By Jimoh Babatunde
Stakeholders in the African travel and tourism sector gathered in Lagos for three days to brainstorm on ways to promote and improve the travel tourism sector in West African at the annual Akwaaba African Travel Market which ended Tuesday.
Akwaaba, according to the organisers of the event is a popular word in the West Africa which translates to welcome in Ghana and Cote D’ Ivoire. Over the last nine years, Akwaaba has become the most important travel marketing platform in the region drawing 7,000 to 10,000 visitors from over 20 countries.
Declaring the exhibition open, the Minister of Land, Housing and Urban Development, Mrs. Akon Eyakenyi, said Akwaaba gives people in the tourism industry room to interact with hoteliers, travel and transport industry operators and to share their individual experiences.
While commending the efforts of the organiser, Mr. Ikechukwu Uko, the minister described Akwaaba as educative event which broadens people’s knowledge of the field of tourism. “It is equally an avenue for tourism investors to share ideas and proffer ways to develop tourism in Africa,” she said.
Mr. Ikechi Uko, the organizer of the exhibition said that the annual Akwaaba Tourism Fair has become an avenue to market Nigeria as a tourist destination. Uko noted that the country has enormous tourism potential that could be showcased to the international community.
“The fair has opened the door to Nigeria and Africa tourism market and served as a platform for exchange of cultural and tourism potentials among participating countries. “ Uko said.
Speaking on the low turn- out of foreign participants at this year’s fair, Mr. Ikechi Uko attributed it to the Ebola Virus Disease (EVD) that broke out last July. ”Out of over 15 countries that indicated their interests to participate in this year’s Akwaaba, only five countries were able to make it.
“The other countries were discouraged because of the outbreak of EVD in West Africa, “ he said. Uko urged the nation’s tourism practitioners to package and market domestic tourism destinations properly.
“Some practitioners do not have the fundamental knowledge of tourism; therefore, it has become difficult for them to market the destination.
He said the industry can only be developed when the nation’s tourism practitioners get it right, noting that Akwaaba fair would always serve as the best avenue for tourism practitioners to learn and understand the workings of the industry very well.
Meanwhile, South Africa’s tourism credentials as a leisure destination were put on full display at this year’s AKWAABA travel and trade show. During the three day show, the South African Tourism team pulled out all stops to actively promote South Africa’s unique value proposition as a leisure destination to the West African traveller and trade. Nigeria and South Africa have enjoyed a long-standing and fruitful partnership.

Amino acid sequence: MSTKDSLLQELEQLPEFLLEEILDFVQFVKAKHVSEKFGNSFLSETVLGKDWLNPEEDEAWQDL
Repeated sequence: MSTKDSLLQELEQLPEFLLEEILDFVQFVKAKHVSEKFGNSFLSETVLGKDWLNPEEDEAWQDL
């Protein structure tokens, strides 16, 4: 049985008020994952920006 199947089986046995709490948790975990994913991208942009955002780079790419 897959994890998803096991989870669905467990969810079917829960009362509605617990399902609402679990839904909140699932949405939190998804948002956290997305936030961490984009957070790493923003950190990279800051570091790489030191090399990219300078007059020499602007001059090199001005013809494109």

The two countries have many times spoken of their resolve to strengthen relations and work together for the long-term betterment of an economically vibrant African continent. Travel and tourism has been identified as a key driver in unbridling this potential.
South African Tourism used its time at AKWAABA to meet with the trade, present to them the destination’s value proposition and, most significantly, cement deals which will see South Africa’s destination offering bolstered in the consumer space.
Thulani Nzima, Chief Executive Officer (CEO) of South African Tourism said the travel trade are a critical component to the work that they do.
“During AKWAABA we officially announced our partnership with the National Association of Nigeria Travel Agencies (NANTA) who will help boost tourist arrivals growth from Nigeria to South Africa by developing a range of packages to suit the Nigerian traveller.”
This partnership, he says, is a significant milestone and one which we believe will go far in reaffirming our commitment to bolstering the economic relations between Nigeria and South Africa. It will also give us access to a wide audience of discerning travellers who contribute significantly to South Africa’s growth.
“Africans should stand together and continue to educate the rest of the world. If we want to continue attracting business and welcoming tourists from all over the world, it is our responsibility as the collective African trade industry to manage these perceptions swiftly.”